Fears and hopes in Turkish town scarred by Syria conflict
On the road facing the Syrian border, a single Turkish army tank sits behind a mound of earth.
Its sights point across 100 metres of scrubland towards the border.
The town of Akcakale has felt some of the effects of its neighbour's conflict. It has been hit several times by shells fired from across the border.
Muhittin Kaydi can see Syria from his front garden. He used to work as a money changer at the nearby border post.
But that post is now closed, and Mr Kaydi has lost his job. He finds it hard to reassure seven children that their home is safe.
"I tell them to calm down," he says, "but every time a door slams, they think it's an explosion - I swear. They are too scared to play outside."
'Up and down'
A single street away from the border, workers have put up a new blue gate at the Timucin family home.
On 3 October, five members of the family were killed when a shell landed in their yard. Drivers slow their cars as they go by in order to have a look at the house.
A few hundred metres away from the border in the centre of town, Mahmut Denli sits behind the counter of his jewellery shop.
Inside his shop, a small TV tuned to Bloomberg News stands on top of a safe.
"If anything happens on the border, we're the first to feel it," Mr Denli says.
"For the last month, things have been up and down. But I live here, I have my life here. How would being afraid help?"
For several weeks the sporadic shellfire kept the town's Suleyman Sah primary school closed.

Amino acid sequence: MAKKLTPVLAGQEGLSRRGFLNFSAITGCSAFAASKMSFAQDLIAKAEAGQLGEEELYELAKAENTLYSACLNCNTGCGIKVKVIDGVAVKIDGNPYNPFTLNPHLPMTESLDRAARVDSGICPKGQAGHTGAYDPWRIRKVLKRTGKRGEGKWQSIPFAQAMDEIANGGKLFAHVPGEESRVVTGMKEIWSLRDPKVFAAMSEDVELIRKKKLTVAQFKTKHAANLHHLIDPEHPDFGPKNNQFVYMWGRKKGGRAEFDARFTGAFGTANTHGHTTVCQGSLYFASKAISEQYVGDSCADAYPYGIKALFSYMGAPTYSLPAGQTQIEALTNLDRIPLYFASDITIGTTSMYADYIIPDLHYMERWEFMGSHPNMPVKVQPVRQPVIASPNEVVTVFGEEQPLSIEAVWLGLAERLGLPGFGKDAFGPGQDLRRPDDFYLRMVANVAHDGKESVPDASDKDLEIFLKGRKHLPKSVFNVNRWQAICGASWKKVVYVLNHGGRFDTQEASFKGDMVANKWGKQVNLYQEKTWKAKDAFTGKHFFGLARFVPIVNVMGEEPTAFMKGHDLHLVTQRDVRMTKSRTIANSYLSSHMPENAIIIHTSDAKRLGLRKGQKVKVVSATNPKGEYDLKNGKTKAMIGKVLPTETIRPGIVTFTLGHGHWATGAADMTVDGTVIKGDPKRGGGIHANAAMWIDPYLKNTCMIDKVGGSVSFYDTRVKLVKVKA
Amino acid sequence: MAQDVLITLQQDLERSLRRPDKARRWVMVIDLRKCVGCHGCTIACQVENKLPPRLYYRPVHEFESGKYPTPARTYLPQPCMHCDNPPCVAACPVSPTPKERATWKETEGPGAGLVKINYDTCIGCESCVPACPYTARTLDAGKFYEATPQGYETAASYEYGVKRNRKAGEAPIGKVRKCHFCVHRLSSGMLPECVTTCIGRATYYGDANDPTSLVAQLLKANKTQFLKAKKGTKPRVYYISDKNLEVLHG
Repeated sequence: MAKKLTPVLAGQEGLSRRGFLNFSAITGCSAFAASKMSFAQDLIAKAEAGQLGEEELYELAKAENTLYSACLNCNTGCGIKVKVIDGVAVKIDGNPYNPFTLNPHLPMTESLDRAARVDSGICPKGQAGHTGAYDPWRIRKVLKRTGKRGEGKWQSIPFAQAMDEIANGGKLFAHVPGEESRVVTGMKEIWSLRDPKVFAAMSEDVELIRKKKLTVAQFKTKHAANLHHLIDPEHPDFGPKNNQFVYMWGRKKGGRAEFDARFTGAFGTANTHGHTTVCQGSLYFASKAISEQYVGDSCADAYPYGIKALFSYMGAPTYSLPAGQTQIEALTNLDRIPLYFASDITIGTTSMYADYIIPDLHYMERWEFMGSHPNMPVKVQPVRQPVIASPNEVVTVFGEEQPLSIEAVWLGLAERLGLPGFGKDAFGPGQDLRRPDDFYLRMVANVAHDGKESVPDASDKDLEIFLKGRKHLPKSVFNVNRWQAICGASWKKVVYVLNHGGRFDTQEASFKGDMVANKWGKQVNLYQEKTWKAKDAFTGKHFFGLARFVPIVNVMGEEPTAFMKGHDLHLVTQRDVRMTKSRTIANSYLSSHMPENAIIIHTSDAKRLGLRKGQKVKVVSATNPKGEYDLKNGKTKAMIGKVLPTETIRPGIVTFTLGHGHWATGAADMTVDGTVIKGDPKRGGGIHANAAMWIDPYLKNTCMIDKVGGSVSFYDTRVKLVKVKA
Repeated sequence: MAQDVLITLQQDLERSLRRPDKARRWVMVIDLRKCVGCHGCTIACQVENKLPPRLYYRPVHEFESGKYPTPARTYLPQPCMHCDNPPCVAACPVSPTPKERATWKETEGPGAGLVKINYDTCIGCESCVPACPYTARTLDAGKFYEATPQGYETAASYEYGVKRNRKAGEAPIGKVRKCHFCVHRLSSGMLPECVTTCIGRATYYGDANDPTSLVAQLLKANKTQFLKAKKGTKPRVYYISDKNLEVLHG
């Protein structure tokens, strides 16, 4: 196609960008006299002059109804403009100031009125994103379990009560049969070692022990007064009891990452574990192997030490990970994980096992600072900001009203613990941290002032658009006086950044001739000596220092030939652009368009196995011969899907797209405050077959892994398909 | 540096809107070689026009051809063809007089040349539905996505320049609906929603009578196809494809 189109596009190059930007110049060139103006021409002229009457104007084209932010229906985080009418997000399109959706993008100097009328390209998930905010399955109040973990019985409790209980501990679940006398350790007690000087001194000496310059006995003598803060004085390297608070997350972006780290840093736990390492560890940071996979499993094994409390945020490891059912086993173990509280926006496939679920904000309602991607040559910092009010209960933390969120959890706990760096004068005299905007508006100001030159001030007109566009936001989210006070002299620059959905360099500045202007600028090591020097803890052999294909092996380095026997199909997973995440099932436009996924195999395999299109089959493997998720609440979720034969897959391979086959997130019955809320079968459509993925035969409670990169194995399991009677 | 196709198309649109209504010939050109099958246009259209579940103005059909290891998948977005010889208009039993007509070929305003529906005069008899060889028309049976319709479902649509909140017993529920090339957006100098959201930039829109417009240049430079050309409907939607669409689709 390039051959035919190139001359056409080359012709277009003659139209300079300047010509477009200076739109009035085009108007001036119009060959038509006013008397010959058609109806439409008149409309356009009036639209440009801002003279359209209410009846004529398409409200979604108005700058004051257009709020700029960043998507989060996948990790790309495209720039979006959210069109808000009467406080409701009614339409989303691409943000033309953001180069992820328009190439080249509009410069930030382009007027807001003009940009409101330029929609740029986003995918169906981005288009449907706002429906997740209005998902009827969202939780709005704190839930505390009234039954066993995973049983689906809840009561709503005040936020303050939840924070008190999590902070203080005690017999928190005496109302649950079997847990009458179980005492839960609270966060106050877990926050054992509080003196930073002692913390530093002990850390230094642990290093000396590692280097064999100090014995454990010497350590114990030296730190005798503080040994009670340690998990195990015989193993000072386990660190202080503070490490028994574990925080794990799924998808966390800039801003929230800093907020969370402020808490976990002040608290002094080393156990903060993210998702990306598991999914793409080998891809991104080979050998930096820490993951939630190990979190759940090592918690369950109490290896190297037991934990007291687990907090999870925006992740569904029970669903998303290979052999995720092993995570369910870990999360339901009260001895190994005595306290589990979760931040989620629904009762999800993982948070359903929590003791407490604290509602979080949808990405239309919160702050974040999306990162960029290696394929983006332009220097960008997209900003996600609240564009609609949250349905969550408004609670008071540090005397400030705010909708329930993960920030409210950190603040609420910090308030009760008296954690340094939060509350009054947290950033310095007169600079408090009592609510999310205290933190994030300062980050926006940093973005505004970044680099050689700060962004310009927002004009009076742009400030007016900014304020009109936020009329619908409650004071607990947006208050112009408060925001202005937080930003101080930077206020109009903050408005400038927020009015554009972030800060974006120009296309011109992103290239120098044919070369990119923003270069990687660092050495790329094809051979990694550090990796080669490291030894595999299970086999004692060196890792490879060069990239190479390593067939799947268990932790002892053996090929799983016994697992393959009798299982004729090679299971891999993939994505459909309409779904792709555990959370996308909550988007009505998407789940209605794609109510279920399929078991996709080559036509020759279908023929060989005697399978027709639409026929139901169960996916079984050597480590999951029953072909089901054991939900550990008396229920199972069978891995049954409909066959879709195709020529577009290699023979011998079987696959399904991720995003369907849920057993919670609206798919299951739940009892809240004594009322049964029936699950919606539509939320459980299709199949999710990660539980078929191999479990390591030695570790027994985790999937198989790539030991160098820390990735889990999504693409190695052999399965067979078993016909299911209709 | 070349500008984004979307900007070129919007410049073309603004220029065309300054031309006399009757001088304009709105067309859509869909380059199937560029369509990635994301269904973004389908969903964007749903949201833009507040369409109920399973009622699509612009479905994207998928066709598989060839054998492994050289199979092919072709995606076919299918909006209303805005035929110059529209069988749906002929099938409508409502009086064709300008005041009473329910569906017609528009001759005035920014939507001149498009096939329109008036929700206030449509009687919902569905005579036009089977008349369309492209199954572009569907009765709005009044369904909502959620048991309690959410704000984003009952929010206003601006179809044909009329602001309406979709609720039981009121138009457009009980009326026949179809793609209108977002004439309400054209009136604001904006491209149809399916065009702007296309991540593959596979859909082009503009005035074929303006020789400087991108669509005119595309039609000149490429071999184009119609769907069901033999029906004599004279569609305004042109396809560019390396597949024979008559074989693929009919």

"My three kids were really bored at home," Mr Denli says, "so I talked to the school's director to ask him to re-open it."
On Wednesday, the authorities decided that it was safe enough to do it.
In the main yard in late afternoon, dozens of children line up to be counted by their teachers.
One class takes part in a noisy relay race - children run to touch a wall painted with a character from the Smurfs.
Across the road, two black armoured jeeps are parked outside the police station. A group of female students from a religious school chats at an outdoor tea shop.
A young man called Nuri introduces himself as a Syrian refugee from a village just across the border.
He says that he came to Turkey 10 days ago.
But he chooses not to live in one of the dozen or so refugee camps that Turkey has organised for the more than 100,000 Syrian refugees who have entered this country.
"They have cameras everywhere," Nuri alleges. He fears that the female members of his family would be mistreated inside the nearest camp on the main road outside Akcakale.
Turkey stresses that it provides humane conditions for all Syrian refugees.
A group of older men sits on tiny wooden stools in front of a tobacco stand.
"When the parliament passed its bill last week (to authorise cross-border measures against Syria), the Syrians pulled back from the border," says retired civil servant Musa Vural.
"This gave us breathing space," he says, as he rolls a cigarette from a bag of tobacco at the stand.
"We should not go to war with Syria. We help wounded Syrians. We're Muslims, they're Muslims," he adds.
Additional reporting by Zeynep Erdim